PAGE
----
Samuel Fuller at Columbia, 1937-1961, Indicator/Powerhouse Films (UK, Region B) four Blu-ray discs
(This set was previously available in the U.S. on DVD from Sony, although I’m not sure if the extras are exactly the same.)
Don’t get me wrong: I’m very excited about this release, but you should know that only two of the seven films in this set are directed by Samuel Fuller. The others (some of them excellent) were written by Fuller or adapted from his writing. I won’t go into the details of each film simply because I haven’t seen them all. The first disc contains three films: It Happened in Hollywood (1937), co-written by Fuller, Adventure in Sahara (1938), based on a Fuller story, and Power of the Press (1943), also based on a Fuller story. I’ve seen none of these, so I’m afraid you’re on your own for the first disc. The second includes Shockproof (1949), featuring a Fuller script directed by Douglas Sirk, and Scandal Sheet (1952), directed by Phil Karlson based on Fuller’s novel The Dark Page. Both films are excellent. (Click on the links to read more.) Fuller finally gets a chance to direct with The Crimson Kimono (1959) and Underworld U.S.A. (1961), both hard-hitting, unsentimental films that really stick with you. (Both films were also previously released on Blu-ray in the U.S. from Twilight Time.) You can find out more details on the box set’s extras here. If you’re familiar with the outstanding work being done by Indicator (and if you own a region-free player), picking up this set is a no-brainer.
The Woman in the Window (1944) Kino Lorber
Everyone reading this post will most likely know that Fritz Lang’s The Woman in the Window is frequently cited as one of the top film noir movies of all time. For those who many not be familiar with the story, Edward G. Robinson plays a college professor named Wanley who becomes obsessed with a portrait displayed in the window next to Wanley’s men’s club. To his surprise, he meets the woman in the portrait, a meeting which begins innocently enough, yet ends in murder and blackmail.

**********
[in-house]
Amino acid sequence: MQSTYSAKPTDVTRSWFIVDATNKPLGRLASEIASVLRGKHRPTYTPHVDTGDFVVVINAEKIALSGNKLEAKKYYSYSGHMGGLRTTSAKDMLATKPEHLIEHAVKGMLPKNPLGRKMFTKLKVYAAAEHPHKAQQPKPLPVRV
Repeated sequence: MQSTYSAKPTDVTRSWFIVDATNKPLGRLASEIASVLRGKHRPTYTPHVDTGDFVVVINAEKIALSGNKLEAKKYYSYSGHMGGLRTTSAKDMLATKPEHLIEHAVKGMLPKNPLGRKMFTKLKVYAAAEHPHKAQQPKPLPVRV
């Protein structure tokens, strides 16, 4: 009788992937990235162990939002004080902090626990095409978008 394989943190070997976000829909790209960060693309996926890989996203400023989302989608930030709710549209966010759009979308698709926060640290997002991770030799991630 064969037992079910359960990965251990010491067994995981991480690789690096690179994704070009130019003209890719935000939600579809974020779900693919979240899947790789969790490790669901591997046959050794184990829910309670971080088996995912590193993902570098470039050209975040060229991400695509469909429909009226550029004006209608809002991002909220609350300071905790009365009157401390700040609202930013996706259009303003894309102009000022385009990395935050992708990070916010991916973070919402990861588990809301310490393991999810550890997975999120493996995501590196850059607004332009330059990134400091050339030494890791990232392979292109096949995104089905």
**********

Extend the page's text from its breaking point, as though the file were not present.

Kino’s website states “Newly mastered in HD!” which probably means this was not a 2K or 4K restoration. The film was previously released on Blu-ray in Spain in 2015, but I’ve heard no reports as to its quality. The new Kino release offers only two special features: a theatrical trailer and an audio commentary by film historian Imogen Sara Smith, which is reason enough to pick up this disc.
Obsession (1954) Gaumont (France, Region B)
First time on Blu-ray. Not to be confused with the Brian De Palma film from 1976, this Jean Delannoy picture follows Helene (Michèle Morgan) and Aldo (Raf Vallone), husband and wife trapeze artists in a circus. When Aldo is injured, his former partner Alex (Jean Gaven) steps in to keep the show going. When Alex turns up murdered, Helene is convinced her husband committed the crime. Delannoy’s first color film is based on the short story “Silent as the Grave” by William Irish (a.k.a. Cornell Woolrich). Alas, no English subtitles.
Disorganized Crime (1989) Kino Lorber
I include Disorganized Crime on this list, knowing that it probably contains few genuine noir elements, other than a heist. It looks as if it’s primarily a comedy featuring a large 80s cast, many of whom are no longer with us or no longer working. I doubt this will be for me, but I may give it a look. The previous 2011 release from Mill Creek contained no bonus features. This one probably won’t either.
That’s going to do it for June. As always, if I’ve missed any other releases, please let me know in the comments section below. Happy watching!